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bug#4951: 23.1.50; browse-url-default-windows-browser bug + patch


From: Jason Rumney
Subject: bug#4951: 23.1.50; browse-url-default-windows-browser bug + patch
Date: Wed, 18 Nov 2009 13:54:21 +0800
User-agent: Thunderbird 2.0.0.23 (Windows/20090812)

Lennart Borgman wrote:
On Wed, Nov 18, 2009 at 4:35 AM, Stefan Monnier
<address@hidden> wrote:
browse-url-default-windows-browser does not work any longer.  I am
unsure when it stopped working, but on at least Windows XP the
attached patch seems necessary.  Could we please apply this as soon as
possible so it will get tested?
Could you explain why it's necessary?  I mean I understand you say that
the current doesn't work, but I'd like to understand why it doesn't work.

No, I do not understand why it is necessary ... ;-)

There are two changes:

1) file: => file:///

This was discussed some time ago (a yr or two?) and it looks like this
is a more correct syntax for the file URL.

Is it actually needed, or is this purely an aesthetic thing? The RFCs are not clear whether either is more correct, as the file: scheme is not explicitly defined, and not all URL schemes require a server to be specified before the file path. As far as I can tell, either option is accepted by Windows itself, but if the association passes the URL intact rather than after converting to a file argument by Windows, then there may be applications that accept one but not the other.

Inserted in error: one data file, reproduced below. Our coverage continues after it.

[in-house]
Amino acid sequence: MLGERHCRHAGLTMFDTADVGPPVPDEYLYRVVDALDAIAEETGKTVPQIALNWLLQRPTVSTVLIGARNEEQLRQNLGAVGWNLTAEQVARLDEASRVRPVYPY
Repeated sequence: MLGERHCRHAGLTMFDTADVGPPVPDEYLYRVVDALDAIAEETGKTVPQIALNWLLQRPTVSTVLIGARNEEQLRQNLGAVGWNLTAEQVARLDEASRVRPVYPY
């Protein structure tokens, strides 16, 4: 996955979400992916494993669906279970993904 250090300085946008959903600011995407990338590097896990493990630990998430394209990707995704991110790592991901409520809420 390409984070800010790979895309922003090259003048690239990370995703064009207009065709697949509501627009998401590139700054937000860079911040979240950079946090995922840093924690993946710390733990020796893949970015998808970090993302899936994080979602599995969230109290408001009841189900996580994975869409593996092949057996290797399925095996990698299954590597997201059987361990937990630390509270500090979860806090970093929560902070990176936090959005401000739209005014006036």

IIRC the main reason for using file: rather than file:/// was that if the same code is used on all platforms, then the former works, while the latter does not (too many / when combined with posix paths). But as this is now in a (windows-nt msdos cygwin) conditional, that is not really important, and we should use what works.


2) Changing the verb to w32-shell-execute (ShellExecute) from "open"
to nil is for some reason I do not know necessary. The answer to why
hides deep within the w32 registry and maybe some knowledgeable
persons at MS... It might be a mismatch of some kind, I don't know. I
believe the verbs are not that well thought out and used all the time.
Probably the registry entry has taken over from the program code
(which give users and other programs better possibilities).

It is likely a misconfiguration on your system. "open" is the standard verb for opening files, and should avoid the security problems associated with using nil for executable file types where the system's default action is something other than "open".







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